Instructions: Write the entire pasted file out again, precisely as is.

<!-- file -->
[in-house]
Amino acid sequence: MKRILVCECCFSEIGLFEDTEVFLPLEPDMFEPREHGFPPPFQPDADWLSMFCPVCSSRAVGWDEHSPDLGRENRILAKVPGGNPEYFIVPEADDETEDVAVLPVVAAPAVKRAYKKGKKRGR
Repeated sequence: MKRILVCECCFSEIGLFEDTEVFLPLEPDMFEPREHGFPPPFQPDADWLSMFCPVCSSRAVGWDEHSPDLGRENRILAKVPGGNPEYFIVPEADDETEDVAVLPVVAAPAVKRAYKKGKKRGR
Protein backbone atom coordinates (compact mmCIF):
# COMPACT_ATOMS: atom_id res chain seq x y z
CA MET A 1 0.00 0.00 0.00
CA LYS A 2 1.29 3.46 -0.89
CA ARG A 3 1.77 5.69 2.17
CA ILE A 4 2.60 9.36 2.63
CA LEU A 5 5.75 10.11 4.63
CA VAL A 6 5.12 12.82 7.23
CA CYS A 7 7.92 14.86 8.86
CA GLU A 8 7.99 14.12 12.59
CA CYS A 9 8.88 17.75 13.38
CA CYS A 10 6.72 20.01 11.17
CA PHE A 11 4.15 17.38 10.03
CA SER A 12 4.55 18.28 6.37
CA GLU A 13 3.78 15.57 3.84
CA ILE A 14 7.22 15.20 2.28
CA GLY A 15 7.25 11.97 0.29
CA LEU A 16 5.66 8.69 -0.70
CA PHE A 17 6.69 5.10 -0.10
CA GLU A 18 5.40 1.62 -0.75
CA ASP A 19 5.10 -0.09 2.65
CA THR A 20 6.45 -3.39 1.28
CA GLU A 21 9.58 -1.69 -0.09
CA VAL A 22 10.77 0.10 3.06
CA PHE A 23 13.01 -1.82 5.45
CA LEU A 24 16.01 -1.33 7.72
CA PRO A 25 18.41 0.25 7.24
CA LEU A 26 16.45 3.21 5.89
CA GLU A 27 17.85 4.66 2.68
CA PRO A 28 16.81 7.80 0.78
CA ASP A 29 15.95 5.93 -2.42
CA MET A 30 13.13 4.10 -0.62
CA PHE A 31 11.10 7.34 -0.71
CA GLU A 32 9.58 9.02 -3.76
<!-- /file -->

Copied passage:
[in-house]
Amino acid sequence: MKRILVCECCFSEIGLFEDTEVFLPLEPDMFEPREHGFPPPFQPDADWLSMFCPVCSSRAVGWDEHSPDLGRENRILAKVPGGNPEYFIVPEADDETEDVAVLPVVAAPAVKRAYKKGKKRGR
Repeated sequence: MKRILVCECCFSEIGLFEDTEVFLPLEPDMFEPREHGFPPPFQPDADWLSMFCPVCSSRAVGWDEHSPDLGRENRILAKVPGGNPEYFIVPEADDETEDVAVLPVVAAPAVKRAYKKGKKRGR
Protein backbone atom coordinates (compact mmCIF):
# COMPACT_ATOMS: atom_id res chain seq x y z
CA MET A 1 0.00 0.00 0.00
CA LYS A 2 1.29 3.46 -0.89
CA ARG A 3 1.77 5.69 2.17
CA ILE A 4 2.60 9.36 2.63
CA LEU A 5 5.75 10.11 4.63
CA VAL A 6 5.12 12.82 7.23
CA CYS A 7 7.92 14.86 8.86
CA GLU A 8 7.99 14.12 12.59
CA CYS A 9 8.88 17.75 13.38
CA CYS A 10 6.72 20.01 11.17
CA PHE A 11 4.15 17.38 10.03
CA SER A 12 4.55 18.28 6.37
CA GLU A 13 3.78 15.57 3.84
CA ILE A 14 7.22 15.20 2.28
CA GLY A 15 7.25 11.97 0.29
CA LEU A 16 5.66 8.69 -0.70
CA PHE A 17 6.69 5.10 -0.10
CA GLU A 18 5.40 1.62 -0.75
CA ASP A 19 5.10 -0.09 2.65
CA THR A 20 6.45 -3.39 1.28
CA GLU A 21 9.58 -1.69 -0.09
CA VAL A 22 10.77 0.10 3.06
CA PHE A 23 13.01 -1.82 5.45
CA LEU A 24 16.01 -1.33 7.72
CA PRO A 25 18.41 0.25 7.24
CA LEU A 26 16.45 3.21 5.89
CA GLU A 27 17.85 4.66 2.68
CA PRO A 28 16.81 7.80 0.78
CA ASP A 29 15.95 5.93 -2.42
CA MET A 30 13.13 4.10 -0.62
CA PHE A 31 11.10 7.34 -0.71
CA GLU A 32 9.58 9.02 -3.76